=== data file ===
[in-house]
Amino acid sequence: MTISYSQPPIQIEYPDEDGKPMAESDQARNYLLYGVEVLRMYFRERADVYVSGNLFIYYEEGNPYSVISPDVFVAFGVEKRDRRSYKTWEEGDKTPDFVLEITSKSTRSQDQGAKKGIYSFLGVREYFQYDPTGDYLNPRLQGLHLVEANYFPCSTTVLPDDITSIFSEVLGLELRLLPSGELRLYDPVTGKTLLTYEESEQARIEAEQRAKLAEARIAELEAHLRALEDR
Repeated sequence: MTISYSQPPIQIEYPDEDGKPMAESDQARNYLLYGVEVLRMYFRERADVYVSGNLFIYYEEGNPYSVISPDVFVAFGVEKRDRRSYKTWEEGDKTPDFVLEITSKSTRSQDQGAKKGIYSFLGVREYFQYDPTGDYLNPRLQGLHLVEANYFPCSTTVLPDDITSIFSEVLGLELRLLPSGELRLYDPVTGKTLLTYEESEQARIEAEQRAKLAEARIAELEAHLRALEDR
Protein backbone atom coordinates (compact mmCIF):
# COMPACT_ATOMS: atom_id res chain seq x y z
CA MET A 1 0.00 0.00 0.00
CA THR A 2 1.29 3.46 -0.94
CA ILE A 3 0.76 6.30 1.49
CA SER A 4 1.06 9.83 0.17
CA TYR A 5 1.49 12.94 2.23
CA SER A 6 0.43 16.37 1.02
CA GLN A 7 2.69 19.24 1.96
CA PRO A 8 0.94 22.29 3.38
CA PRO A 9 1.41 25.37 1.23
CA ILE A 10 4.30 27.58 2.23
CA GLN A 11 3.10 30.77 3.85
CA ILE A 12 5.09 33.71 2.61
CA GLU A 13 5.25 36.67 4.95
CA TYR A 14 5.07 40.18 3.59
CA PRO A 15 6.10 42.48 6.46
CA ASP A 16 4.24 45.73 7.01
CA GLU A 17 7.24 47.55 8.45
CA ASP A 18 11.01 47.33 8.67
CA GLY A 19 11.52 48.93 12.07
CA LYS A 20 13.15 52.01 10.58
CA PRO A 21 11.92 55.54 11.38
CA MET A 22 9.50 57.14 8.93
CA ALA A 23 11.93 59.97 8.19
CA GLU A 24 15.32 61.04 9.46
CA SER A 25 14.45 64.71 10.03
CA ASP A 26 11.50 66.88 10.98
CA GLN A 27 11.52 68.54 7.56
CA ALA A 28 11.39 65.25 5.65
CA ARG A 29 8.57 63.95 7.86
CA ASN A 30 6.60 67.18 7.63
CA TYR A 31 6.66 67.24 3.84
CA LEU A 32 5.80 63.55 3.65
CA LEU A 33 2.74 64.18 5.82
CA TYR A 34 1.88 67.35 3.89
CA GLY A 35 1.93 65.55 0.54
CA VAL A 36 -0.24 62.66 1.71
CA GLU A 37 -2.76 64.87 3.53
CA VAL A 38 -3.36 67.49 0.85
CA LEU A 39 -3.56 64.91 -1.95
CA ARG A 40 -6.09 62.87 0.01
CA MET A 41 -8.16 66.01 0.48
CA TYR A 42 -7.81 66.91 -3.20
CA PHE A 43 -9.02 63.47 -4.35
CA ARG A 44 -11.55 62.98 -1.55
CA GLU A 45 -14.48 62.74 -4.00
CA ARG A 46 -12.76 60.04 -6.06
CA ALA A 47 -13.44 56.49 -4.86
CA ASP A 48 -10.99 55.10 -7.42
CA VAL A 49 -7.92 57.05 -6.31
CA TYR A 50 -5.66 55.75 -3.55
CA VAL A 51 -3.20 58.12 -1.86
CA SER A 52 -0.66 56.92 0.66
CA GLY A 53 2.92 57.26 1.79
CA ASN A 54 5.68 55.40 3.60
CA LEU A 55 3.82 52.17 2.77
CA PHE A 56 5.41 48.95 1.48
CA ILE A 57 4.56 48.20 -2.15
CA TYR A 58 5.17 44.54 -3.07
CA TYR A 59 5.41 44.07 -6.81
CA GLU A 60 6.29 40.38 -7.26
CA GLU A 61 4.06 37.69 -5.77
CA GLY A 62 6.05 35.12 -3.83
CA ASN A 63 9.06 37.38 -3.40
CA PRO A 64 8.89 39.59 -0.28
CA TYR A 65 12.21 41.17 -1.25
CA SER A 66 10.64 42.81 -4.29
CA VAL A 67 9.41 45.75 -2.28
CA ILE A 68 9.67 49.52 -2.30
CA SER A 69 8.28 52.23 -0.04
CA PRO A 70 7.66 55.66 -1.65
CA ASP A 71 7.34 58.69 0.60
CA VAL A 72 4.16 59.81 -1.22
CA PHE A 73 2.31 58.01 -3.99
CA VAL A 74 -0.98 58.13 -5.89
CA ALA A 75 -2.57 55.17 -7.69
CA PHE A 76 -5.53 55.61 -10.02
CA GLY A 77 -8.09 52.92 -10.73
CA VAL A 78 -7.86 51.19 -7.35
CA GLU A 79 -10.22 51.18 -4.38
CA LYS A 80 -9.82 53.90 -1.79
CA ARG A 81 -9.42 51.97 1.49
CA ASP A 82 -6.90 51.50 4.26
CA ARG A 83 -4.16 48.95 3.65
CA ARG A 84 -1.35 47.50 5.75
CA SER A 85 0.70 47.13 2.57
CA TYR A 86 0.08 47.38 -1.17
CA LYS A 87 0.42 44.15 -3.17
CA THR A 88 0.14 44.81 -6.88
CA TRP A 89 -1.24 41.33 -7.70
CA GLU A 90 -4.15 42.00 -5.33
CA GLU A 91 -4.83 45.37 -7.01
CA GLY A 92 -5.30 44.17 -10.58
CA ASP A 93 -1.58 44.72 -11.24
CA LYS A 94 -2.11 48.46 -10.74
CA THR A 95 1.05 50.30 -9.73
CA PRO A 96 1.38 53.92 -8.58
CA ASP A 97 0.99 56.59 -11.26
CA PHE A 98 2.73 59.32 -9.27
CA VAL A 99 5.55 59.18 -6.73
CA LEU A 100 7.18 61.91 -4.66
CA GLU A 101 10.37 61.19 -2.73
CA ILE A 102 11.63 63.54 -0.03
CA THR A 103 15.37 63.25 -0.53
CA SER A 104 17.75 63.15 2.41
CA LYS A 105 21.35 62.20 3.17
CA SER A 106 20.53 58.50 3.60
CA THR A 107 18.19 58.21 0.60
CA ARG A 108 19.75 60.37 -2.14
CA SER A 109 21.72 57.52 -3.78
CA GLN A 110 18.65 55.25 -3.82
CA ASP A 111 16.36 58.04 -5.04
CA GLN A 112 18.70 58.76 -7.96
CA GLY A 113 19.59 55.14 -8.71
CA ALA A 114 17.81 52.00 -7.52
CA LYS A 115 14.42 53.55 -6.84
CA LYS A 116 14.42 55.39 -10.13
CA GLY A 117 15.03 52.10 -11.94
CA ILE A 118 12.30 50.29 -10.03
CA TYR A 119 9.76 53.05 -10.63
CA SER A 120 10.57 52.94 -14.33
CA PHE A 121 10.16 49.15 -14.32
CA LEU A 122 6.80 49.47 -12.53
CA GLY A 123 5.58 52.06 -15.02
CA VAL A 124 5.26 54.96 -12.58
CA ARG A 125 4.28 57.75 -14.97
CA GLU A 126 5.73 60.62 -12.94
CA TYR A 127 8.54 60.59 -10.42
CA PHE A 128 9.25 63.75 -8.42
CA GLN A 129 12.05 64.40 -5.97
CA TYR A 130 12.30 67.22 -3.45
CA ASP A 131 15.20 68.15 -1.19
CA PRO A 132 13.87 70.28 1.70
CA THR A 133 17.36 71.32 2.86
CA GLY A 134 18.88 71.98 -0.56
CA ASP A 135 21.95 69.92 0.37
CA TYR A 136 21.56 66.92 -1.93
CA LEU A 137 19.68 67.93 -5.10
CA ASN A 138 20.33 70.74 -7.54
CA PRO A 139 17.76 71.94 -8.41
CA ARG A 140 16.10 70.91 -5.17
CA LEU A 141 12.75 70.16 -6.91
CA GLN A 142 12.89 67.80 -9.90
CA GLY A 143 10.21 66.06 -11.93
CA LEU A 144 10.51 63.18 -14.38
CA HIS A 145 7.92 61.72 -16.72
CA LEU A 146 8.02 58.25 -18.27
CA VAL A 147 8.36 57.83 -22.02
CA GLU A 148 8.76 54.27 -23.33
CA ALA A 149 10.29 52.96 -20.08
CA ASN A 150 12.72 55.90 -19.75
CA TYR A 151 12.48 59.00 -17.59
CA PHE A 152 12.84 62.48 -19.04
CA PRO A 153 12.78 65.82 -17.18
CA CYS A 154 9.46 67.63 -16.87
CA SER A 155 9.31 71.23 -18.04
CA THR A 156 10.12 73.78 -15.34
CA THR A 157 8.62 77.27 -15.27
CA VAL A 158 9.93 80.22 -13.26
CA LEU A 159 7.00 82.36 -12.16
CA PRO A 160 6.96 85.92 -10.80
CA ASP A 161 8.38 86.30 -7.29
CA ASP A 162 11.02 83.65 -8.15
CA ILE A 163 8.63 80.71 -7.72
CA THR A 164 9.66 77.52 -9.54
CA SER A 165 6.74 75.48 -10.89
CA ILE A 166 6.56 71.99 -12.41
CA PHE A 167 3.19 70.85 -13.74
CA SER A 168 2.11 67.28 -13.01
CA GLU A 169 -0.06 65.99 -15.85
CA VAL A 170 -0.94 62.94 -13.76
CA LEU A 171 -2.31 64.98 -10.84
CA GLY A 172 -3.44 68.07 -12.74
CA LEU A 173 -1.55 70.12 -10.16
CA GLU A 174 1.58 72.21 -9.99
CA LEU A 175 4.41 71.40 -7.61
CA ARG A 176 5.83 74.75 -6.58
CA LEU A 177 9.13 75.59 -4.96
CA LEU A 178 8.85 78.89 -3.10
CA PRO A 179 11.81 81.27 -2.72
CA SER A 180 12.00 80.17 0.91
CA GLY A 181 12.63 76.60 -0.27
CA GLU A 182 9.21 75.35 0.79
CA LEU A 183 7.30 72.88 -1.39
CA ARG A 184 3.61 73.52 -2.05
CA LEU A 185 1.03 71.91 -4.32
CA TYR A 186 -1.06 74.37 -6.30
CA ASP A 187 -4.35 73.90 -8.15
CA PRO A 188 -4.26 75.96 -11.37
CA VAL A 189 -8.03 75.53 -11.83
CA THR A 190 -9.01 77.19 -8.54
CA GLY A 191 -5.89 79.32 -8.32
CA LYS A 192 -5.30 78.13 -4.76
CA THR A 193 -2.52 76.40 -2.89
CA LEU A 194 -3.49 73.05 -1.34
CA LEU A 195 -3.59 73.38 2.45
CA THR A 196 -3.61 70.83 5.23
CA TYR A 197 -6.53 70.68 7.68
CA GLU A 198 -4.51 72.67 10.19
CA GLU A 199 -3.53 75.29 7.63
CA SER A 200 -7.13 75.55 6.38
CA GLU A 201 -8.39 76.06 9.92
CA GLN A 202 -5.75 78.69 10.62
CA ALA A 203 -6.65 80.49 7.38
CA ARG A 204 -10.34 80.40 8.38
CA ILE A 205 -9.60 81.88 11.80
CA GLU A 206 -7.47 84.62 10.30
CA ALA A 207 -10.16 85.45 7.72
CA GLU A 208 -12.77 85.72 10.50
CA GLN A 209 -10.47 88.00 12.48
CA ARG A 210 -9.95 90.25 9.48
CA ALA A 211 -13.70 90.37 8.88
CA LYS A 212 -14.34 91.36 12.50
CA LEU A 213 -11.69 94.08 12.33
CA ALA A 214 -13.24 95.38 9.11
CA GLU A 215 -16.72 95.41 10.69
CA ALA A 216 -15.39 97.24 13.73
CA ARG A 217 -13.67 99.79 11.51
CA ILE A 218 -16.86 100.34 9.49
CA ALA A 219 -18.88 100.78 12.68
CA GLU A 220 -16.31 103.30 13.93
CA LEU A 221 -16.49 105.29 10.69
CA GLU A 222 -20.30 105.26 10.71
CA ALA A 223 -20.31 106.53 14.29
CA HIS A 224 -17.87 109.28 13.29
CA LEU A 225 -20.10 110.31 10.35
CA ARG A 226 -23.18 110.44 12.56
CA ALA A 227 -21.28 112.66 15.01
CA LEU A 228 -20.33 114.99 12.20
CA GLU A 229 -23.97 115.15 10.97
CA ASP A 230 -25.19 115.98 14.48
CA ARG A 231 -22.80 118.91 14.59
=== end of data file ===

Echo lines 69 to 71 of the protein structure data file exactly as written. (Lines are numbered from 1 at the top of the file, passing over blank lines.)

CA PRO A 64 8.89 39.59 -0.28
CA TYR A 65 12.21 41.17 -1.25
CA SER A 66 10.64 42.81 -4.29